An inguinal hernia is an unnatural protrusion of abdominal contents through a weakness in the abdominal wall of the inguinal area.
Improvements in patient safety in recent years has lead to increased supervision of training surgeons, which in turn prevents the junior surgeons from performing surgical tasks independently. While these improvements are a clear benefit for the safety of the patients, it increases the burden on senior surgeons and obstructs junior surgeons from gaining the confidence from performing procedures independently. From our literature review and discussions with surgeons, it has become apparent that one of the hardest and most crucial challenges in repairing inguinal hernias is understanding the three dimensional spatial relations of the complex anatomy in the inguinal region. It is our belief that these spatial relations are best taught using three-dimensional models in order to minimize the level of abstraction required by the trainee.
Our goal is to develop a system that can contribute to the confidence, skills and knowledge of the training surgeons, with a special focus on teaching the anatomy and its spatial relations, as well as the tasks involved in the repair procedure. By doing so, we aim to optimize training by senior surgeons and further improve patient safety by helping trainee surgeons progress through the learning curve faster.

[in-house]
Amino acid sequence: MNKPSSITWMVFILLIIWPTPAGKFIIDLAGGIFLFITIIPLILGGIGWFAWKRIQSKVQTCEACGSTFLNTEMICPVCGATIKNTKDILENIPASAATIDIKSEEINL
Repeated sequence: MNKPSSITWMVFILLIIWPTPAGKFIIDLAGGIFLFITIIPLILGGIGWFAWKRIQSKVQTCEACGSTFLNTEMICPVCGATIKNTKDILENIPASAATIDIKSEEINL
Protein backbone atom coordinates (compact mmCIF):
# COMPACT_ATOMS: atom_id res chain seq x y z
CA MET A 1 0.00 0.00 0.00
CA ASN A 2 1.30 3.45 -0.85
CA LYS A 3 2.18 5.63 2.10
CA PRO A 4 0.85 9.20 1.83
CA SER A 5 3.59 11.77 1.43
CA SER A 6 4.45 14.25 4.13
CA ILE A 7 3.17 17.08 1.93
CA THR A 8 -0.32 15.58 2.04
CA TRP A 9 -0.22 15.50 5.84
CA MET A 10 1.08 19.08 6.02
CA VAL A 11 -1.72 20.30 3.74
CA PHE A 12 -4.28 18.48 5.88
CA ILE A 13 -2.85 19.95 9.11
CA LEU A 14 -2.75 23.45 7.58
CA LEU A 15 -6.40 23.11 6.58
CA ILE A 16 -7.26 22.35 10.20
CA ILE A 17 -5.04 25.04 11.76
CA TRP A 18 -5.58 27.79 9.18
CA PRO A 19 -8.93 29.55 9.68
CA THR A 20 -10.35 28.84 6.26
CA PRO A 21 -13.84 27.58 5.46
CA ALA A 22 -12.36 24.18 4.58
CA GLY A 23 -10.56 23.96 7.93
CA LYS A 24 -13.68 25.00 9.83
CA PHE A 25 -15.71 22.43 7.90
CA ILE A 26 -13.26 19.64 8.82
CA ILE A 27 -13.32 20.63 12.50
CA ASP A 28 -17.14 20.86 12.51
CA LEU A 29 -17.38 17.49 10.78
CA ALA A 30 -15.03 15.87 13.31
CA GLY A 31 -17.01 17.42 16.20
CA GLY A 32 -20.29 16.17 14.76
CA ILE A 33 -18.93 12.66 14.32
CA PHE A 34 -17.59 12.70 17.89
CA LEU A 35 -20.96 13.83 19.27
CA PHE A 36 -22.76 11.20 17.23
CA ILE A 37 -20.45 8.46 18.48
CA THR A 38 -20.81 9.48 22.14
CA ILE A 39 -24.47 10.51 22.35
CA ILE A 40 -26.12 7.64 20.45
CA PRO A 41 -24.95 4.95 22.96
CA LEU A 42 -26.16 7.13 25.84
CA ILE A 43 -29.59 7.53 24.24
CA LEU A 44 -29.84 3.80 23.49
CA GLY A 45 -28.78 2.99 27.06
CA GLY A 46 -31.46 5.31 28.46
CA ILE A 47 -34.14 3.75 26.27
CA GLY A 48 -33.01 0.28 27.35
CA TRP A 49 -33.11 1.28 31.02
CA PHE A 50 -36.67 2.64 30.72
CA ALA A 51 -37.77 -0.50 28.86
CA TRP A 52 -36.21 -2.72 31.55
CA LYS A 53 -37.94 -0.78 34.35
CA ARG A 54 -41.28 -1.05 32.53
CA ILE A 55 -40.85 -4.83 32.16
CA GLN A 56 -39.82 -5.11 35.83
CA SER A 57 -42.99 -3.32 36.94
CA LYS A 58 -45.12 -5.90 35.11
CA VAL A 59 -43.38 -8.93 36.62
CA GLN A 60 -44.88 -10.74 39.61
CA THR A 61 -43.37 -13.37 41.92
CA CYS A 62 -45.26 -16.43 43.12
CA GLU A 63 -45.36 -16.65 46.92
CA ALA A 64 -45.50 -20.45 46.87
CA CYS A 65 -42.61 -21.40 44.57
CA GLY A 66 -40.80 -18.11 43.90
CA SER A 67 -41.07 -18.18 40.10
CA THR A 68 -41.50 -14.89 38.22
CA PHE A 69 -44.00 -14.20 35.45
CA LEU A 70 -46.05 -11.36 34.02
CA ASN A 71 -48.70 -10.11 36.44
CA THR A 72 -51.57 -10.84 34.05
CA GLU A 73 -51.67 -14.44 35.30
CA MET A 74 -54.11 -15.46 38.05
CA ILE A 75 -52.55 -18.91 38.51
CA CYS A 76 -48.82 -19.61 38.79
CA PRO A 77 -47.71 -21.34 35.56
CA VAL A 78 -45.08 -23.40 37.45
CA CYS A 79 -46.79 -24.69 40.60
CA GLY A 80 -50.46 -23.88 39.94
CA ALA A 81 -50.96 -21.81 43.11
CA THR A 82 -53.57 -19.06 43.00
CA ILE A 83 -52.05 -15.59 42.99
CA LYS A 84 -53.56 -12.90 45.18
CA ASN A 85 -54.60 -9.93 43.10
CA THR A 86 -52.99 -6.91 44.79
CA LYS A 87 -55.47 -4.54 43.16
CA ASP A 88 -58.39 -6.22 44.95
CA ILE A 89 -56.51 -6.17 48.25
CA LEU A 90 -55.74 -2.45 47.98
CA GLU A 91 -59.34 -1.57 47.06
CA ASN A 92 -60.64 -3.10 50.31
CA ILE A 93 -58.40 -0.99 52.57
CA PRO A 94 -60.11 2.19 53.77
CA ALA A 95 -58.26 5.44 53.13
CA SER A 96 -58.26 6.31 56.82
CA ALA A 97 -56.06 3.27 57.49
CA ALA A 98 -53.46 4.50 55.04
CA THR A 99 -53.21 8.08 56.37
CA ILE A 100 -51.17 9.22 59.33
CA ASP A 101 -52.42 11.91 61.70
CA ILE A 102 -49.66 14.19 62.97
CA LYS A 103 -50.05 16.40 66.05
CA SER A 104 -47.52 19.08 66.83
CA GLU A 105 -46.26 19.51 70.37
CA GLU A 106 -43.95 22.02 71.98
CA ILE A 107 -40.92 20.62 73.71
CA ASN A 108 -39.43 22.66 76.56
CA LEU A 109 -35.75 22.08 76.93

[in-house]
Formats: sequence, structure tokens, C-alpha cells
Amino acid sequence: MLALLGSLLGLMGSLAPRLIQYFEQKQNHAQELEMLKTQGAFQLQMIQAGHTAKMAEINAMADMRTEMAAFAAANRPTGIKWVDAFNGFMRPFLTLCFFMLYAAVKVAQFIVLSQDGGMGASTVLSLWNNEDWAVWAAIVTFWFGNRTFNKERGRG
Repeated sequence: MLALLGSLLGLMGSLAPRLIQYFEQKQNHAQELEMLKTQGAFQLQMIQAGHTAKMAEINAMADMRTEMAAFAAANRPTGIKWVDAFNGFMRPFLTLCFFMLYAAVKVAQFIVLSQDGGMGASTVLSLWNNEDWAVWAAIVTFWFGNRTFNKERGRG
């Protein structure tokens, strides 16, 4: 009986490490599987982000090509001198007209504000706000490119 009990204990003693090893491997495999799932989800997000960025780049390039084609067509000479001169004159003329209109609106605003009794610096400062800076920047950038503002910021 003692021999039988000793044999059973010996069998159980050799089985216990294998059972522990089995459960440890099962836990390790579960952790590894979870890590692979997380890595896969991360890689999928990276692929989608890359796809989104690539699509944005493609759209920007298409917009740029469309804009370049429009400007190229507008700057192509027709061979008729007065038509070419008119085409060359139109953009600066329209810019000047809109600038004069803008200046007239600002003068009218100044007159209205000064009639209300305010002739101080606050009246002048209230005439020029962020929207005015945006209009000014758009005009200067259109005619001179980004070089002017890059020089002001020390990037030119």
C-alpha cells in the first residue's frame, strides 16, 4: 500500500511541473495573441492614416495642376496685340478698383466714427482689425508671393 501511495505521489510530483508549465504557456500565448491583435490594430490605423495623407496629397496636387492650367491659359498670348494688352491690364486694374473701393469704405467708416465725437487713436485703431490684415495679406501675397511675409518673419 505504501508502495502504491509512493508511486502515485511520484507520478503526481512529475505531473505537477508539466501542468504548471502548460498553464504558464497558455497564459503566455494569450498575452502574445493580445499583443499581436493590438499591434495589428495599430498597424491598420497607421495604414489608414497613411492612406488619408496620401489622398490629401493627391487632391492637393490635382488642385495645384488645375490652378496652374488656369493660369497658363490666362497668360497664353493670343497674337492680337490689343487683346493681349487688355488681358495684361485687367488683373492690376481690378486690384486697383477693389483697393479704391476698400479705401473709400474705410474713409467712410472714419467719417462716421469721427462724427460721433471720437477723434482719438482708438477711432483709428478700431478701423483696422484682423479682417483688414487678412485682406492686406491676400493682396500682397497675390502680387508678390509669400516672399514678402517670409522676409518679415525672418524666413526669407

This work has been done in collaboration with Fernando Bello and Niels Hald from Imperial College London (UK).
One of our key goals was to make the virtual environment simple and recognizable to the trainees to ensure that they will be able to intuitively understand and interact with it. To achieve this, we have made our virtual operating theatre a close, but simpler, recreation of a real operating theatre. This involved building 3D models of the necessary tools and equipment in the operating theatre. Based on our experiments, a Cosserat rod model of only twenty elements suffices to define the centreline of the spermatic cord and provide a fast and realistic biomechanical deformation. Our initial validation of this model by surgeons has indicated that it performs in a convincing manner .